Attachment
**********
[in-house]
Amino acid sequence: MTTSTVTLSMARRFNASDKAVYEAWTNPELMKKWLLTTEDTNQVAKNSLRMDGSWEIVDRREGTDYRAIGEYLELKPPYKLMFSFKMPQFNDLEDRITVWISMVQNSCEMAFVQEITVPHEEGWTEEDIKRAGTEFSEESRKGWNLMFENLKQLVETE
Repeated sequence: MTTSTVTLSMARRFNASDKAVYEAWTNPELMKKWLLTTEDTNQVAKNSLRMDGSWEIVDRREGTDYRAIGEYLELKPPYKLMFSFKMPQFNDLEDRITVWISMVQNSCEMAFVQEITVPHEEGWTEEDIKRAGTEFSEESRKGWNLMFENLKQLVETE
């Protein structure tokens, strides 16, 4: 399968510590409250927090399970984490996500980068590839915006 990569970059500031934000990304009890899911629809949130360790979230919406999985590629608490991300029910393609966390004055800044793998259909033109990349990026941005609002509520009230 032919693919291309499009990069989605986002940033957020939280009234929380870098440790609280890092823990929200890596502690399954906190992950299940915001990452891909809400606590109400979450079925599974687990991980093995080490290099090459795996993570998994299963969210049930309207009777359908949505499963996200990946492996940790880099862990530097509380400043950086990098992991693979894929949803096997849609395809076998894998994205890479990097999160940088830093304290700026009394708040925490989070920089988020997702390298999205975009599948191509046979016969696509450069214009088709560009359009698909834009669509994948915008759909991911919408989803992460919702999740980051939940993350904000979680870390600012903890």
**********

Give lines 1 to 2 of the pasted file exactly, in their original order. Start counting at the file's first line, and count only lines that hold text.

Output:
[in-house]
Amino acid sequence: MTTSTVTLSMARRFNASDKAVYEAWTNPELMKKWLLTTEDTNQVAKNSLRMDGSWEIVDRREGTDYRAIGEYLELKPPYKLMFSFKMPQFNDLEDRITVWISMVQNSCEMAFVQEITVPHEEGWTEEDIKRAGTEFSEESRKGWNLMFENLKQLVETE